Conflict Trends Update


NATO peacekeepers stepped up patrols along the Kosovo-Serbia border amid heightened tensions between the two countries. Belgrade, which does not recognise Kosovo’s independence, is angered at Pristina’s new requirement that Serbian drivers travelling into Kosovo buy temporary licence plates. Pristina calls the regulation “reciprocity”, as cars with Kosovo registrations have long had to affix Serbian plates when passing into Serbian territory. Northern Kosovo Serbs, many of whom have Serbian plates, have blocked roads in protest, and both Belgrade and Pristina have deployed heavily armed police to the border. Crisis Group expert Marko Prelec says the disturbances show how quickly minor disputes can escalate between Kosovo and Serbia, particularly with elections coming up in both countries, though both sides appear eager to avoid bloodshed.


UN ceasefire monitors sounded the alarm last week about intensified intercommunal fighting in Tambura, a county in Western Equatoria, in which more than 100 civilians were killed. Nearly 80,000 people have been displaced by the gun battles since June. Crisis Group expert Alan Boswell says the violence started as a split in the area’s ex-rebel faction but has spiralled into ethnic strife, primarily pitting fighters from the Azande group against others from the neighbouring Balanda. The combatants are now also aligned with opposing camps in the power-sharing arrangement in national government. The clashes could get worse absent stronger action from authorities in Juba to settle the underlying disputes.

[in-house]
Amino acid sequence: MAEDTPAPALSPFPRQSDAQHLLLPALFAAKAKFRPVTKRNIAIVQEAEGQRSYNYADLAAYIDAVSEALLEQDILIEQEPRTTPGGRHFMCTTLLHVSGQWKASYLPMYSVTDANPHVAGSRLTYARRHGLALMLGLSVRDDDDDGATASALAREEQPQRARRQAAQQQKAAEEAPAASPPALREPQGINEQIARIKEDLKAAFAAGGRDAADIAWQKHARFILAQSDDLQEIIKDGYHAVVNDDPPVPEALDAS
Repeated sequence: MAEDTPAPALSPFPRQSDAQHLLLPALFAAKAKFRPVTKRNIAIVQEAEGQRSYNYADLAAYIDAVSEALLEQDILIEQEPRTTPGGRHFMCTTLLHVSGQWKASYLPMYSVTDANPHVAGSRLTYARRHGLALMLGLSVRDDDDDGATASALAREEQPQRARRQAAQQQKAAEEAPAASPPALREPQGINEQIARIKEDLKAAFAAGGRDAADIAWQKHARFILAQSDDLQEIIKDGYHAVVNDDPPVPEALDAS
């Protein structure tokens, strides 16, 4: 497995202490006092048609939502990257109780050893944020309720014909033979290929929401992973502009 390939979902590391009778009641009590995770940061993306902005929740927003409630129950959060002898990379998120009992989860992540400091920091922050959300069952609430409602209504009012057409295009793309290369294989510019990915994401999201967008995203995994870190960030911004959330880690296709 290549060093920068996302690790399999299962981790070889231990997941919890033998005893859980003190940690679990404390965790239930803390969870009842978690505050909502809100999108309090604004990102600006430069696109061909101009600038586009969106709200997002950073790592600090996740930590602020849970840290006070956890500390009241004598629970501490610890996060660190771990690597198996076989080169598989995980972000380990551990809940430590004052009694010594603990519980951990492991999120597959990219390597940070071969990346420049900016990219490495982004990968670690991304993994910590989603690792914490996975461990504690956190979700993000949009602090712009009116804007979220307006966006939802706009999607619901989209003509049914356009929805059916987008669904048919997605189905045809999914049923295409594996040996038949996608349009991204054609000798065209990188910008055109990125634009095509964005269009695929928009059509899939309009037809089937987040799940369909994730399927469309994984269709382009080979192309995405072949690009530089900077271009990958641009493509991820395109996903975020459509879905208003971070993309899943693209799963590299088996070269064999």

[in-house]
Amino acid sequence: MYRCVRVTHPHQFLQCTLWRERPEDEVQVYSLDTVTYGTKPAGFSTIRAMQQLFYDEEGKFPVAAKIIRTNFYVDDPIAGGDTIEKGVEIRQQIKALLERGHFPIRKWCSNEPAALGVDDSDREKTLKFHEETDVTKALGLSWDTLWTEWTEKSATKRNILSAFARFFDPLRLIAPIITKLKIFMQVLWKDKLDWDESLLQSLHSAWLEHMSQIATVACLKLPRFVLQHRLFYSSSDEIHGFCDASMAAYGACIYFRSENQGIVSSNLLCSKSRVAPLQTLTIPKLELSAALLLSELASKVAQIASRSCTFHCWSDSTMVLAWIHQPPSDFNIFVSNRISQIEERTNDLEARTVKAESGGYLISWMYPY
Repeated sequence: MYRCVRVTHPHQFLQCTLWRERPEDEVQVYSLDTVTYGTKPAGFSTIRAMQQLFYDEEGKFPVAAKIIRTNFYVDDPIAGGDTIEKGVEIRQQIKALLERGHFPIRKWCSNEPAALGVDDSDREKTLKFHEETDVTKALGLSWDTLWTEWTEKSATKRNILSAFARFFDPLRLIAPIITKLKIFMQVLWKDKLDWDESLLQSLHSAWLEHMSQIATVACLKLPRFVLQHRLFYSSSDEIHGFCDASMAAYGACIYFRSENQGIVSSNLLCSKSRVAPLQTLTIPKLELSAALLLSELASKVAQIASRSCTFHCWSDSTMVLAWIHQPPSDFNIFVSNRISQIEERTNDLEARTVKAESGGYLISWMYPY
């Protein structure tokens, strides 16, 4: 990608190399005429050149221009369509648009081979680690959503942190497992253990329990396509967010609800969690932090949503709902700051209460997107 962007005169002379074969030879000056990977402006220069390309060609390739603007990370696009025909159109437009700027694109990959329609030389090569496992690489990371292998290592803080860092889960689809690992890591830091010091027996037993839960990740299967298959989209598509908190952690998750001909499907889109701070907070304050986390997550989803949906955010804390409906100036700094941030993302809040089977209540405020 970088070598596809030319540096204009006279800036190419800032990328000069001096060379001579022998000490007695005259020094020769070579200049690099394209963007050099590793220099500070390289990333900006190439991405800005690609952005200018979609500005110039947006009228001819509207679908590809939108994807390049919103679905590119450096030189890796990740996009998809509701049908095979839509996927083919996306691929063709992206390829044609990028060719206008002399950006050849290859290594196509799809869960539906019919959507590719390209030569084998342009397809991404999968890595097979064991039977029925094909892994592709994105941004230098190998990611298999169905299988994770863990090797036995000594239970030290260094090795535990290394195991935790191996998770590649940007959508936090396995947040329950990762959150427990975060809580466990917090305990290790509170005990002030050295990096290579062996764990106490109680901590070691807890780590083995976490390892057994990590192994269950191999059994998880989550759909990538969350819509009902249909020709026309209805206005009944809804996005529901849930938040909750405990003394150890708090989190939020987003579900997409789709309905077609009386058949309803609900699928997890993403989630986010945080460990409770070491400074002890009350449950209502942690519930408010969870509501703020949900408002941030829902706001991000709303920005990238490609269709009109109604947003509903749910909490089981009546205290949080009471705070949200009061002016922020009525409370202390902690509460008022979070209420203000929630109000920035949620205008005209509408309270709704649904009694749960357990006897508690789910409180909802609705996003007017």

The Russian and Turkish presidents met in the Black Sea town of Sochi Wednesday to discuss de-escalation of the recently renewed fighting in Syria’s north-western province of Idlib. Moscow backs Bashar al-Assad’s regime in its effort to reconquer this last rebel-held area; Ankara has deployed some 10,000 troops near the front lines along Idlib’s periphery to help deter an all-out offensive. Turkey is pushing for the Kremlin’s recommitment to the March 2020 ceasefire that has come under strain as regime artillery and Russian jets bombard rebel positions. Ankara is unlikely to acquiesce to a violent takeover of Idlib by the regime, says Crisis Group expert Dareen Khalifa, as it would exacerbate an already dire humanitarian situation there and send many more Syrian refugees fleeing toward Turkey.


Opposition is growing to President Kais Saïed’s 22 September decree concentrating legislative and executive power, with four major parties announcing an alliance against him Tuesday. Last week, the country’s influential labour federation warned that the president’s actions posed “dangers to democracy” and thousands demonstrated against Saïed in the capital. More than 100 members of the Islamist Ennahda party resigned from the movement, disappointed with Rached Ghannouchi’s leadership in trying to challenge Saïed. Polarisation is increasing between the political class, civil society, business circles and trade unions, on one hand, and Saïed’s partisans, mostly the poor and disenfranchised, on the other. On Wednesday, Saïed appointed a prime minister, Najla Romdhane, but it is unclear how much authority she will have. With the economy worsening, says Crisis Group expert Michaël Ayari, greater turmoil is possible in the weeks to come.

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